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Windows Server Update Services (WSUS) provides a software update service for Microsoft Windows operating systems and other Microsoft software. WSUS is a locally managed system that works with the public Microsoft Update website to give system administrators more control. By using Windows Server Update Services, administrators can manage the distribution of Microsoft hotfixes and updates released through Automatic Updates to computers in a corporate environment.



WSUS originated as Software Update Services (SUS), which delivered only operating system hotfixes and patches. WSUS builds on SUS by expanding the range of software it can update. The WSUS infrastructure allows automatic downloads of hotfixes, updates, service packs, device drivers and feature packs to clients in an organization from a central server(s), instead of using the public Microsoft Windows Update website. This saves bandwidth, time and disk space, as the individual computers in a network do not have to connect to an external server themselves, but connect to a local central server. It also increases administrators' control and allows clients to obtain updates in environments that do not have internet access.


WSUS can display precise information about which updates each client needs

Windows Server Update Services 2.0 comprises, collectively, a repository of update-packages from Microsoft, an instance of MSDE, a service that takes retrieved updates from upstream servers, and an IIS virtual site. As with many of Microsoft's newer server products, administration of WSUS takes place via a web interface. It allows administrators to approve or decline updates before release, to force updates to install by a given date and to obtain extensive reports on what updates each machine requires. System administrators can also configure WSUS to approve certain classes of updates automatically (critical updates, security updates, service-packs, device-drivers). One can also approve updates for "detection" only, allowing an administrator to see what machines will require a given update, without also installing that update.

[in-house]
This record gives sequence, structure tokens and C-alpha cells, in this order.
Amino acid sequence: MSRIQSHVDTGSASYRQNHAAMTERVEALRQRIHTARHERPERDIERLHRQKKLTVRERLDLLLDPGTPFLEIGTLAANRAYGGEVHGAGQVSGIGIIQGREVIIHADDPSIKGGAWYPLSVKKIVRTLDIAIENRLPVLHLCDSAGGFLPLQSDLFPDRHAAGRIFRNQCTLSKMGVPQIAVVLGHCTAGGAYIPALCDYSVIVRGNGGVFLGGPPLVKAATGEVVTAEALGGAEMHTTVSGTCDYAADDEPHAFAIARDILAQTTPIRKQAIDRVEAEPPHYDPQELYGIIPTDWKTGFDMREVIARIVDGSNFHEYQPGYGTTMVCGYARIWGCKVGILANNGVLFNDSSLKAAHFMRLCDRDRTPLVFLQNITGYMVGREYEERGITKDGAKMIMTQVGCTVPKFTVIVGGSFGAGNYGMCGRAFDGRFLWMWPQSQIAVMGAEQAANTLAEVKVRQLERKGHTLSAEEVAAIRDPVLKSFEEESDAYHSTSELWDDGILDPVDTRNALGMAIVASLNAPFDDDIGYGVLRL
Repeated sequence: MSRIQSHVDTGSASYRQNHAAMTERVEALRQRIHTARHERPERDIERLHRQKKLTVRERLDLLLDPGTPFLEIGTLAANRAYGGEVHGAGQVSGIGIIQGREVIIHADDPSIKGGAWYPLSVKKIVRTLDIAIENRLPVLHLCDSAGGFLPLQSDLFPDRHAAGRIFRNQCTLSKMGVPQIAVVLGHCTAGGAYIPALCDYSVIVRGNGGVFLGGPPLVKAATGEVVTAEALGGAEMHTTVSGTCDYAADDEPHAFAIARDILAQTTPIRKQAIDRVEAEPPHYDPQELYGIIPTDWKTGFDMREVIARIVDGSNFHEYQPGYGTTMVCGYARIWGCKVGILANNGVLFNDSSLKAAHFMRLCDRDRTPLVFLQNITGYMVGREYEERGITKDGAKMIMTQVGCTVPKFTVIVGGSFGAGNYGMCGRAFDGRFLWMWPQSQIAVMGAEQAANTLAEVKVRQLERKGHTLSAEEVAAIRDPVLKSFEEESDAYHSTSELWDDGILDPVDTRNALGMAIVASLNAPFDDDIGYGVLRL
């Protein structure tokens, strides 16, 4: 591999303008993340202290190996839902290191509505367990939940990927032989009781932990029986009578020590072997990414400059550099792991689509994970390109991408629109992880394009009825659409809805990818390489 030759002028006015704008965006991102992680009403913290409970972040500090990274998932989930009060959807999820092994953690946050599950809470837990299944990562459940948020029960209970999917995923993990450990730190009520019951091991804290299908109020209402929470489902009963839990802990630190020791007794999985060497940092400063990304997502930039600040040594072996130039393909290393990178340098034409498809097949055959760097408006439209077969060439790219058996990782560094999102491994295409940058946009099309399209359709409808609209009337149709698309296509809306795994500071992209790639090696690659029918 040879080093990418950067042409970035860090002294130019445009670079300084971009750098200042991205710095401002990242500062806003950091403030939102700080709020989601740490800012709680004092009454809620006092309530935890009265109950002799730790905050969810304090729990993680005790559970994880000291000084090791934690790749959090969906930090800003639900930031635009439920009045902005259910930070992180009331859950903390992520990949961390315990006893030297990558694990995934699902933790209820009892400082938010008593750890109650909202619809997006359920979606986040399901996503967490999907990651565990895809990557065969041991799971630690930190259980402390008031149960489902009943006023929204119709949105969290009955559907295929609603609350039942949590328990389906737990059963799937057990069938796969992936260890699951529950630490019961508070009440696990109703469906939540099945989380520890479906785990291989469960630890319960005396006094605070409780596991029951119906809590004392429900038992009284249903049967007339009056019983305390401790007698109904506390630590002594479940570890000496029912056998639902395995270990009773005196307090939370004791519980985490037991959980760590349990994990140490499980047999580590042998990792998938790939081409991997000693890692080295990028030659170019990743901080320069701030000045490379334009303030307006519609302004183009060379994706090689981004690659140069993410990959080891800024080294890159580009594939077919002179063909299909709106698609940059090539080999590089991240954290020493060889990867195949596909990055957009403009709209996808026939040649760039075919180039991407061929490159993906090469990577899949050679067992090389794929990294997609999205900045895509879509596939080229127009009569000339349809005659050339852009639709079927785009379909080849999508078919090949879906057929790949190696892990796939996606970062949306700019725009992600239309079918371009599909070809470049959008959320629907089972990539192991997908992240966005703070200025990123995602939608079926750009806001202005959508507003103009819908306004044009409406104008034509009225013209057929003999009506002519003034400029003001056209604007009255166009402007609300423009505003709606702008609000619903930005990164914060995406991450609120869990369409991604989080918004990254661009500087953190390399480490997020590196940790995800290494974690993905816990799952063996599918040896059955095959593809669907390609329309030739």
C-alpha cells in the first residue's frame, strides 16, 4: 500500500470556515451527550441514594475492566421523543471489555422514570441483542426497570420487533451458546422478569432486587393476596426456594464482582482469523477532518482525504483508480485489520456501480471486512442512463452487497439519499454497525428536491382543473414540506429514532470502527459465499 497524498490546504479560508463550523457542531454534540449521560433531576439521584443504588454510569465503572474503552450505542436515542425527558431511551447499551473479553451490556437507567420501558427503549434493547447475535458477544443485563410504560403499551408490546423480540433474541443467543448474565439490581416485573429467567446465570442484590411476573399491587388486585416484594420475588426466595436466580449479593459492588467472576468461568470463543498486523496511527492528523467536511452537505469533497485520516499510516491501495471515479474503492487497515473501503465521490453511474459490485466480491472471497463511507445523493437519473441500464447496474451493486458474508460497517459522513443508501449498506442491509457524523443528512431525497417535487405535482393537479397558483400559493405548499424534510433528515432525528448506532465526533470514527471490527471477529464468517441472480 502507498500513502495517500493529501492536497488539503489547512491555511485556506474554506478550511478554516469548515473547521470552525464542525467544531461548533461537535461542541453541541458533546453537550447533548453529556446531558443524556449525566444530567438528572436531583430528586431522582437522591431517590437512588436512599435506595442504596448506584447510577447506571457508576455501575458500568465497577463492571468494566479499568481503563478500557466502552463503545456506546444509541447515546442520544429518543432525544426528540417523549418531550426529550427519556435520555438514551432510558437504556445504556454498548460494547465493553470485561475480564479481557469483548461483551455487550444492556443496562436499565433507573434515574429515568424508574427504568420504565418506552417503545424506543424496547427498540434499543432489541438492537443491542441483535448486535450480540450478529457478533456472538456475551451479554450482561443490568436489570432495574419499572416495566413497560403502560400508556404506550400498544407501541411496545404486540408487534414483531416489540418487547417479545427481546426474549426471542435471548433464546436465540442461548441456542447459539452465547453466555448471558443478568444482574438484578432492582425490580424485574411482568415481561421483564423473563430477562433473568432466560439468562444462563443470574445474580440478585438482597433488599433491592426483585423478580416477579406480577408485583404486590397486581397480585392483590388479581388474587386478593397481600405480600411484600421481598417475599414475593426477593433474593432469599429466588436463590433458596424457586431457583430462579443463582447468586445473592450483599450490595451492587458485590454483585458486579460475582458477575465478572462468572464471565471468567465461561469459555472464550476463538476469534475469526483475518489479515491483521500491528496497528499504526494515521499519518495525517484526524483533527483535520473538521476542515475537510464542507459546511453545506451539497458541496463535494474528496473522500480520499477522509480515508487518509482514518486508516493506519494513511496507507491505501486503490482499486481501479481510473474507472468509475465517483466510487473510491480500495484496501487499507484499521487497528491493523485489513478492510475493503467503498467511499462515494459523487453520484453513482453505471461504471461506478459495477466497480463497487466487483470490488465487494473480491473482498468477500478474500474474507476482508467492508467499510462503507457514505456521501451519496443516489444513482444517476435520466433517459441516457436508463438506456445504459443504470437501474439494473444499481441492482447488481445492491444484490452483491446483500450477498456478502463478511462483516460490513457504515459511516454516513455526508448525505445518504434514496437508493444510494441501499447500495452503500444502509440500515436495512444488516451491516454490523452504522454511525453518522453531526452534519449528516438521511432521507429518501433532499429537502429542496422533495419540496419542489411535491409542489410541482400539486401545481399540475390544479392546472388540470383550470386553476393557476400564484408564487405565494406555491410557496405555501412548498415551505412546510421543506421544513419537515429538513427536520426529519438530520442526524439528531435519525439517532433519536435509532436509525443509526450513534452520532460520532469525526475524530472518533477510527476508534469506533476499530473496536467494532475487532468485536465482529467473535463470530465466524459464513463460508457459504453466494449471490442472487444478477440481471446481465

Administrators can use WSUS with Active Directory Group Policy for client-side configuration of the Automatic Updates client, ensuring that end-users can't disable or circumvent corporate update policies. WSUS does not require the use of Active Directory; client configuration can also be applied by local group policy or by modifying the Windows registry.

Version 2.0 SP1 added support for Windows Vista and some other products. In version 3.0, a Microsoft Management Console "snap-in" can be used for administration of the server. Version 3.0 and later use the Windows Internal Database for data management.

Microsoft has made WSUS available on their web site as a free download. Microsoft also plans on including WSUS with Windows Server 2008, as an out-of-band component.

Customers are not able to use WSUS on their own as an external update system albeit since it is now part of the OS, this seems like an unlikely legal precedent.

Version history

  • March 22, 2005 - 2.0 Release Candidate
  • June 6, 2005 - 2.0 Release (build 2340)
  • May 31, 2006 - 2.0 Service Pack 1 (adds support for Windows Vista clients, additional client languages, and using Microsoft SQL Server 2005 as a database backend, as well as performance improvements with the web-based user interface)
  • August 14, 2006 - 3.0 beta 2 (MMC based UI and loads of new features.)
  • February 12, 2007 - 3.0 Release Candidate (build 3.0.6000.318)
  • April 30, 2007 - 3.0 Release
  • November 1, 2007 - 3.0 Service Pack 1 RC
  • February 7, 2008 - WSUS 3.0 Service Pack 1 RTM.[1]
  • August 25, 2009 - WSUS 3.0 Service Pack 2 RTW

Supported software

As of October 2009, Windows Software Update Services supports updating the following Microsoft operating systems and software:


  1. ^ WSUS Product Team Blog : WSUS 3.0 SP1 is now RTM!!!

External links



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